Amidst the growing uncertainty caused by the COVID-19 pandemic, Florida’s newly enacted receivership law, the Uniform Commercial Real Estate Receiver Act (“UCRERA”), codified in Chapter 714 of the Florida Statutes, endeavors to offer predictability for commercial real property receiverships in the context of a commercial foreclosure legal action. UCRERA became effective on July 1, 2020 and codifies procedures, conditions and requirements to protect creditors’ interests in real property. Prior to the enactment of UCRERA, Florida was without a uniform framework when it came to the basis, process, powers, and obligations related to the appointment of a receiver for commercial real property. Instead, the appointment of a receiver and the administration of receiverships in the state were left to case law decisions and trial court discretion without any real guidelines. With the adoption of UCRERA, however, this is no longer the case. Instead, UCRERA provides a guidepost in what are proving to be unprecedented and turbulent times.
As its name implies, UCRERA applies only to receiverships for interests in commercial real property or incidental personal property used in operating the real property. Fla. Stat. 714.04. It does not provide for an independent cause of action, and is only available in connection with an underlying action relating to commercial real estate, such as a foreclosure action or similar proceedings. For receiver appointments that were made before July 1, 2020, UCRERA does not apply to the extent its provisions differ from the existing appointment. Fla. Stat. 714.28. But, for looming future defaults, which grow more certain as the pandemic lingers, UCRERA offers creditors effective options to protect their interests.
While UCRERA codifies many of the same rights and remedies that were already at play in Florida, the law provides more accessible and uniform guidelines to the courts tasked with appointing receivers and overseeing the administration of the receivership. Under UCRERA, appointment of a receiver may be made only after notice and an opportunity for a hearing, unless it is shown that there is a danger of an immediate and irreparable injury, loss or damage or that waste, dissipation, impairment, or substantial diminution in value will result to the property. Fla. Stat. 714.03(1). A receiver’s bond is required, but the statute leaves the specific amount of the bond up to the court. Fla. Stat. 714.08. Following appointment of a receiver, the court then has exclusive jurisdiction to direct the receiver and determine any controversy related to the receivership or receivership property. Fla. Stat. 714.05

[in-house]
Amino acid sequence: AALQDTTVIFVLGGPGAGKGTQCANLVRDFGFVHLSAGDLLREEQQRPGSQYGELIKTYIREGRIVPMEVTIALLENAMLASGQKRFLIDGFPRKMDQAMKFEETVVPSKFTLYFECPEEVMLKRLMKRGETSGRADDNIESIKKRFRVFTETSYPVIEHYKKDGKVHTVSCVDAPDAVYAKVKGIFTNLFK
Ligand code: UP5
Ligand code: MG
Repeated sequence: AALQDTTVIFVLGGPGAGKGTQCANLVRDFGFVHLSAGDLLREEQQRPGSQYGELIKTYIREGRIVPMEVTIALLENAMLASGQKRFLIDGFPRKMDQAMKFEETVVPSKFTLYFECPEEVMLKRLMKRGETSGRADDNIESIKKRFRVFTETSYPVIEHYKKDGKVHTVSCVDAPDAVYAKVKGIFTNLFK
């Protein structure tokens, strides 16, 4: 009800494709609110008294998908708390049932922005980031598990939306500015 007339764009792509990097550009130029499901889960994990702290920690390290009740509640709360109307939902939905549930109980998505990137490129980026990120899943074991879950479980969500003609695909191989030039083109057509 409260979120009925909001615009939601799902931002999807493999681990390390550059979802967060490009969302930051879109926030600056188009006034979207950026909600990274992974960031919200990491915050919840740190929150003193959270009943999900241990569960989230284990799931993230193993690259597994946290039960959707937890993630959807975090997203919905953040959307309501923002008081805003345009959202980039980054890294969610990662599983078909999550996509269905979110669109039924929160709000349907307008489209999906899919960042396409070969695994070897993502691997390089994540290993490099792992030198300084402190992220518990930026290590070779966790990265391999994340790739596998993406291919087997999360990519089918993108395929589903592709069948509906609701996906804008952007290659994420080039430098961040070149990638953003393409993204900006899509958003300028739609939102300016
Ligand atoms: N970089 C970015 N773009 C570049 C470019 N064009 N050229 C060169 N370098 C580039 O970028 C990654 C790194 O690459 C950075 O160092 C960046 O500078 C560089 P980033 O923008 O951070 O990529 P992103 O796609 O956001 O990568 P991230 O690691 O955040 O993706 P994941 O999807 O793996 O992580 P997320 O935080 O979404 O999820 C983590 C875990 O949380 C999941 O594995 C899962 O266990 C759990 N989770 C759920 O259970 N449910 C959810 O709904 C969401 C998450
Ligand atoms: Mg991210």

Under UCRERA, the court may appoint a receiver in connection with a foreclosure or other enforcement of a mortgage, either before or after judgment. Before judgment, a court may appoint a receiver to protect a party that demonstrates a right, title, or interest in the real property if the property or its revenue-producing potential (1) is being subjected to or is in danger of waste, loss, substantial diminution in value, dissipation, or impairment; or (2) has been or is about to be the subject of a voidable transaction. Fla. Stat. 714.06(1)(a).
After judgment, a court may appoint a receiver (1) to carry the judgment into effect; or (2) to preserve nonexempt real property pending appeal or when an execution has been returned unsatisfied and the owner refuses to apply the property in satisfaction of the judgment. Fla. Stat. 714.06(1)(b). Additionally, a court may appoint a receiver in an action on equitable grounds, or during the time allowed for redemption to preserve real property sold in an execution or foreclosure and secure its rents. Fla. Stat. 714.06(1)(c)-(d).